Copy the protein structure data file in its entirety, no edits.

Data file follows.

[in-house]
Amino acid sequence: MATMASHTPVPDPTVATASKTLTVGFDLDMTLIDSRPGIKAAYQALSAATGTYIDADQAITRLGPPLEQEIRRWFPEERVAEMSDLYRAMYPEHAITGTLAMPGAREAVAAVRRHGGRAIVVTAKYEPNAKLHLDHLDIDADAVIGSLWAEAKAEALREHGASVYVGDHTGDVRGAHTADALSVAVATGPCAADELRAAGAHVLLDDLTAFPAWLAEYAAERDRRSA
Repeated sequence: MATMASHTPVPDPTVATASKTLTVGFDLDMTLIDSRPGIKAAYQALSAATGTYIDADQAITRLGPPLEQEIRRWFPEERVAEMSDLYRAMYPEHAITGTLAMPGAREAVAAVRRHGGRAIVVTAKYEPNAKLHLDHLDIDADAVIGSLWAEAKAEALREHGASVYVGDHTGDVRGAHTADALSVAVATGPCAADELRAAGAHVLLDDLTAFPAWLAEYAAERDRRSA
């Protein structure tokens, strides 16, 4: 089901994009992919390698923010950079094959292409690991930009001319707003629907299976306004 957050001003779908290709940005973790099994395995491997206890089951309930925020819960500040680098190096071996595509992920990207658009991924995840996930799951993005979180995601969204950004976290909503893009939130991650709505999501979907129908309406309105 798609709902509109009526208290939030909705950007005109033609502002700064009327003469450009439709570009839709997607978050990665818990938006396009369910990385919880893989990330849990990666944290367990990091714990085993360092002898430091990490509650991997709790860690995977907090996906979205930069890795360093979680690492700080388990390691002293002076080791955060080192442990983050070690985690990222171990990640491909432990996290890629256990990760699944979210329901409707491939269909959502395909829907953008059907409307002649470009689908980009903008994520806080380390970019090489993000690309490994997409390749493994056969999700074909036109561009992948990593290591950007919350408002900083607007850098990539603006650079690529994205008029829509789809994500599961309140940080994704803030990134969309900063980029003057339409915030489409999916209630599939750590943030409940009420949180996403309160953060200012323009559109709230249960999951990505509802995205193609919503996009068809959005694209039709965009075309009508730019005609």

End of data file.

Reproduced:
[in-house]
Amino acid sequence: MATMASHTPVPDPTVATASKTLTVGFDLDMTLIDSRPGIKAAYQALSAATGTYIDADQAITRLGPPLEQEIRRWFPEERVAEMSDLYRAMYPEHAITGTLAMPGAREAVAAVRRHGGRAIVVTAKYEPNAKLHLDHLDIDADAVIGSLWAEAKAEALREHGASVYVGDHTGDVRGAHTADALSVAVATGPCAADELRAAGAHVLLDDLTAFPAWLAEYAAERDRRSA
Repeated sequence: MATMASHTPVPDPTVATASKTLTVGFDLDMTLIDSRPGIKAAYQALSAATGTYIDADQAITRLGPPLEQEIRRWFPEERVAEMSDLYRAMYPEHAITGTLAMPGAREAVAAVRRHGGRAIVVTAKYEPNAKLHLDHLDIDADAVIGSLWAEAKAEALREHGASVYVGDHTGDVRGAHTADALSVAVATGPCAADELRAAGAHVLLDDLTAFPAWLAEYAAERDRRSA
């Protein structure tokens, strides 16, 4: 089901994009992919390698923010950079094959292409690991930009001319707003629907299976306004 957050001003779908290709940005973790099994395995491997206890089951309930925020819960500040680098190096071996595509992920990207658009991924995840996930799951993005979180995601969204950004976290909503893009939130991650709505999501979907129908309406309105 798609709902509109009526208290939030909705950007005109033609502002700064009327003469450009439709570009839709997607978050990665818990938006396009369910990385919880893989990330849990990666944290367990990091714990085993360092002898430091990490509650991997709790860690995977907090996906979205930069890795360093979680690492700080388990390691002293002076080791955060080192442990983050070690985690990222171990990640491909432990996290890629256990990760699944979210329901409707491939269909959502395909829907953008059907409307002649470009689908980009903008994520806080380390970019090489993000690309490994997409390749493994056969999700074909036109561009992948990593290591950007919350408002900083607007850098990539603006650079690529994205008029829509789809994500599961309140940080994704803030990134969309900063980029003057339409915030489409999916209630599939750590943030409940009420949180996403309160953060200012323009559109709230249960999951990505509802995205193609919503996009068809959005694209039709965009075309009508730019005609």